There’s nothing quite like watching a world championship fight live. Nothing gets your heart beating faster and the adrenaline flowing like watching two great athletes give each other and the fans all they have. Nothing like boxing at it’s best can make you feel alive!
And nothing like a judge’s scorecard can make you wish you were dead.
But I’ll get to that later…
I couldn’t hear the HBO commentary team very clearly during this fight because every seat in this sports bar was taken and every person in that seat was there to watch the fight. They were applauding to the national anthems (We are Canadian, remember), roaring when the fighters were introduced and exclaiming and reacting with every shot that landed. But going into the fourth round, I might have heard Jim Lampley say that Canelo was outboxing Golovkin.
I couldn’t fully disagree with that assessment. At the start of round four I had Canelo ahead, two rounds to one. Maybe Golovkin heard Lampley and the others, maybe he established a brief psychic link with me and saw my scorecard and knowing how accurate I am, changed his tactic. Or maybe it was all part of his plan, get a good feel for Canelo’s power and then start to chop away at him like I predicted he would in my most recent podcast.
After the fourth round I was finding it more difficult to score round for Canelo. He would have moments where he would look good but then Golovkin would keep coming forward and have more moments and looked better in them.
Rounds five and ten were arguably the best of the fight with the latter making everyone around me jump out of their seats as Golovkin got rocked by a hard shot from Canelo. It looked like the Mexican superstar was able to turn it around but shockingly, the older Golovkin was able to weather the storm and came back to take control for that round. I felt that one big moment in the round didn’t justify winning it when you spent every moment afterwards on the back foot.
A Golovkin fan next to me between rounds pondered why Triple G wasn’t taking as many risks against Canelo since obviously he seemed to be able to take his best punches.
“He’s no fool,” I explained. “He respects Canelo’s power and for good reason; he’s the one in the ring with him. He also knows that he’s in control.”
If there was something I wanted to know, it was why Golovkin wasn’t going to the body like we had seen him do in the past? Was he so focused on getting the knockout that he wanted one that would be more dramatic? After all, you don’t see many body shots that are put into highlight reels.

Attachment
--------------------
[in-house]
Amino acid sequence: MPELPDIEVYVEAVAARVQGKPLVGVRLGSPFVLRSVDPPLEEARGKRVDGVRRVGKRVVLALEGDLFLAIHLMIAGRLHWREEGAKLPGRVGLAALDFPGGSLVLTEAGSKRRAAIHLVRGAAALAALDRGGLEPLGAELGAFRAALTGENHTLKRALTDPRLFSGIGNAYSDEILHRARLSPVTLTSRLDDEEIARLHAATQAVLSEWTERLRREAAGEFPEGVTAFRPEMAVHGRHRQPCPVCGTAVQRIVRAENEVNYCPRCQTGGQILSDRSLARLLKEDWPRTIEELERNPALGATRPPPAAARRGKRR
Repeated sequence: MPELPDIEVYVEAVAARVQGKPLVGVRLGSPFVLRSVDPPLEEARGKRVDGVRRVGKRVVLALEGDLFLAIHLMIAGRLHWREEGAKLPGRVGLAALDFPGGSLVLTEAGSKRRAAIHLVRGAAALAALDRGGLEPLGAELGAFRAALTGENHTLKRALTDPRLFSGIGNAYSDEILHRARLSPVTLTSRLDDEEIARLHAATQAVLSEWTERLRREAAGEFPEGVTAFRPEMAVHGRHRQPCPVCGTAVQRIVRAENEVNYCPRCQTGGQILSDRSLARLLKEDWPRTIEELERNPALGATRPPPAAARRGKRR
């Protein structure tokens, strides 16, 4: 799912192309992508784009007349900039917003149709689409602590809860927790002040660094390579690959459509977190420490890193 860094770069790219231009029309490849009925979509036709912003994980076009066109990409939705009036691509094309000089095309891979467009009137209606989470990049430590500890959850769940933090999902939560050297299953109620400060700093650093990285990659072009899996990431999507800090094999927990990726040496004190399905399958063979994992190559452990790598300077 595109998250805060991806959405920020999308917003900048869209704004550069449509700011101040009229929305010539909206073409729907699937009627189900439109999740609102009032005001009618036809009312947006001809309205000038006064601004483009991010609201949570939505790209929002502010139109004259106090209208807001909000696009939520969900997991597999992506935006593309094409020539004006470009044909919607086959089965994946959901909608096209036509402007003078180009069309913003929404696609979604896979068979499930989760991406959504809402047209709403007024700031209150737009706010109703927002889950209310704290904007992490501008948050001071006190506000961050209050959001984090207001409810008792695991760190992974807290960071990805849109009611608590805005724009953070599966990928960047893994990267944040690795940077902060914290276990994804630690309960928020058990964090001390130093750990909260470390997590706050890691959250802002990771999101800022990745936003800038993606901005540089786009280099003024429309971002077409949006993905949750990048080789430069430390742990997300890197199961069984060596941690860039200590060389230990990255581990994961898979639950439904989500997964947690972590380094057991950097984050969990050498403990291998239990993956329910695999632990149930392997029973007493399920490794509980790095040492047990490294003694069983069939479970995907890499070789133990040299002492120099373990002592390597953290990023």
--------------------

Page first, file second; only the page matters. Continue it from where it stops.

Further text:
Going into the final round, it was obvious from what we could hear Canelo’s corner telling him that they had to have known they were behind. And despite winning the final round on my card, I felt that it wasn’t enough to win the fight. If it’s a 12 round fight, you need to win more than three rounds to win. The cheers from everyone in the bar at the final bell signaled that the fight lived up to expectations. We wanted to have a fight that delivered and it did.
This was boxing!
I thought the outcome was obvious. While my card was nearly identical to Harold Lederman’s (I gave Golovkin round 11), I still thought that at best the scores of the official judges would reflect something identical if not similar.
“Adelaide Byrd scores it 118-110…for Canelo,” said Michael Buffer.
There was a chill that went throughout the entire bar as if the volume of life itself had been cut.
When the announcement that Dave Moretti had scored it 115-113 for Golovkin, it looked like sanity would prevail.
Then of course, the final judge, Don Trella, had it scored a draw at 114-114. The groans and chorus of boos from those in Las Vegas & with me in Calgary were hard not to agree with.
This, too, was boxing.
With the decision now several hours old I’m still having a hard time seeing a draw and perhaps when I wake up tomorrow it will be easier but there’s no way that I’ll ever be able to see Canelo Alvarez winning ten out of twelve rounds. Adelaide Byrd gave boxing an unnecessary black eye either out of corruption or incompetence but a scorecard like this shows that she’s barely fit to judge an amateur exhibition bout at the local bingo hall.
There’s no point in asking what happens next because the most obvious answer is a rematch. The only question is, will it be the rematch that’s next. While Canelo does have a rematch clause (Golovkin did not), his promoter Oscar de la Hoya clarified at the post-fight press conference that no word if Canelo would execute that clause immediately.
This was a fight that boxing fans have wanted for two years; it was a fight that took so long in negotiating that Gennady Golovkin was prepared to not bother with it and move on; it was a fight that had the potential to be a great fight and it came close; it was a fight that the people wanted.
Let’s not wait too long for a rematch.